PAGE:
Dissertation - Public Access
Ed.D. Doctor of Education
The focus in this qualitative phenomenological study was to examine the experiences of African American men who obtained a doctoral degree and the role of leadership in their success. In-depth semi-structured interviews were conducted with 10 African American men from across the United States. The research develops an understanding of patterns of leadership within institutions of higher education from an African American male perspective. Elements of the critical race theory served as the basis for the conceptual framework. The significant statements made by the 10 African American men reflected their distinct perceptions of the role leadership plays in African American men’s pursuit of their doctoral degree. Their articulation of the direct exploration, analysis, and description of the phenomenon allowed five themes to surface: (a) impact of self-established cohorts, (b) impact of mentors and the military, (c) impact of family, (d) impact of spirituality, and (e) impact of a lack of leadership. The results of this study support that there is a grave lack of African American male presence within leadership of higher education institutions and no relatable activities are being implemented or developed to meet the needs of African American men. Conclusively, the researcher suggests future research into the experiences and perspectives of African American men to broaden the conversation surrounding how leadership can help level the playing field for this population at institutions of higher education.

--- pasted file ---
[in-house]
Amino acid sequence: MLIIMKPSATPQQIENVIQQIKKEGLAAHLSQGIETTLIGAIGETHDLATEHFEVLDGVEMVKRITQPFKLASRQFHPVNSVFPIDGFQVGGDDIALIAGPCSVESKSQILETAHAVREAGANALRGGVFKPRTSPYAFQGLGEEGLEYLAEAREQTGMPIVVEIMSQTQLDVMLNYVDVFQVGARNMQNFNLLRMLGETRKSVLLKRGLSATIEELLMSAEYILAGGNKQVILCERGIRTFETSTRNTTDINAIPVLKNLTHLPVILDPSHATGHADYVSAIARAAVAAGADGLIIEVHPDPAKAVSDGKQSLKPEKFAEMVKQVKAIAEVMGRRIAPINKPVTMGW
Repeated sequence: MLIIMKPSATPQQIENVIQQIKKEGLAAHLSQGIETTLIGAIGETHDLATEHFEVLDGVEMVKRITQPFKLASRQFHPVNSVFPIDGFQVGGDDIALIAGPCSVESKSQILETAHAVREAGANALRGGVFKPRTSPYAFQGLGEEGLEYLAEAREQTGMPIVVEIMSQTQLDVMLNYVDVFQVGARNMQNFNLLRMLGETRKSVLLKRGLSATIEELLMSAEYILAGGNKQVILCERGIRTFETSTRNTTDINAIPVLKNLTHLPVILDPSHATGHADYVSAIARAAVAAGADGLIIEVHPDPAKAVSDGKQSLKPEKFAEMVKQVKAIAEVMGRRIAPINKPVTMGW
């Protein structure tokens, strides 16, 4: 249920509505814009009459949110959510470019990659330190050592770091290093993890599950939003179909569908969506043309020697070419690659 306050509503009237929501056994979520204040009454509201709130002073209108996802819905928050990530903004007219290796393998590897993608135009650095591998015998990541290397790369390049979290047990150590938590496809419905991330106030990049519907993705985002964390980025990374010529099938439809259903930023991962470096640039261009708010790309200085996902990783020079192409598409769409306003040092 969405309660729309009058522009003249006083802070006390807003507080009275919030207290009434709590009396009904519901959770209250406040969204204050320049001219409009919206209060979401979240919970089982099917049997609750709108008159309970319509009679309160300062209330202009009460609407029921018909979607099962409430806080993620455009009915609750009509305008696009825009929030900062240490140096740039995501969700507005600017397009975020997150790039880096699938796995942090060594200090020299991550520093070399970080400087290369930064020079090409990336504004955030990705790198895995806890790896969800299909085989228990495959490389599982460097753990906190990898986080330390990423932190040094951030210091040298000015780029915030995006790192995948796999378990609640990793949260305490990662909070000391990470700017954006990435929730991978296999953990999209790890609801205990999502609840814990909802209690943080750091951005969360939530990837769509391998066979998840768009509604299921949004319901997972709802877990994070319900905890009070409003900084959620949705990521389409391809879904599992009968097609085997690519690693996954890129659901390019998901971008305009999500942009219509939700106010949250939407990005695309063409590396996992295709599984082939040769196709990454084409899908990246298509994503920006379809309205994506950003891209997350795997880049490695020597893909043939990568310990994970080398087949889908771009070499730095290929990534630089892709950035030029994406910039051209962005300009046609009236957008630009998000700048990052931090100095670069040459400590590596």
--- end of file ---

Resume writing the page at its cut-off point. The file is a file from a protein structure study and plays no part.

Watkins, Lerita, "The Importance Of Leadership Activities In Addressing The Shortage Of African American Men Completing Doctoral Degrees" (2020). Dissertations. 439.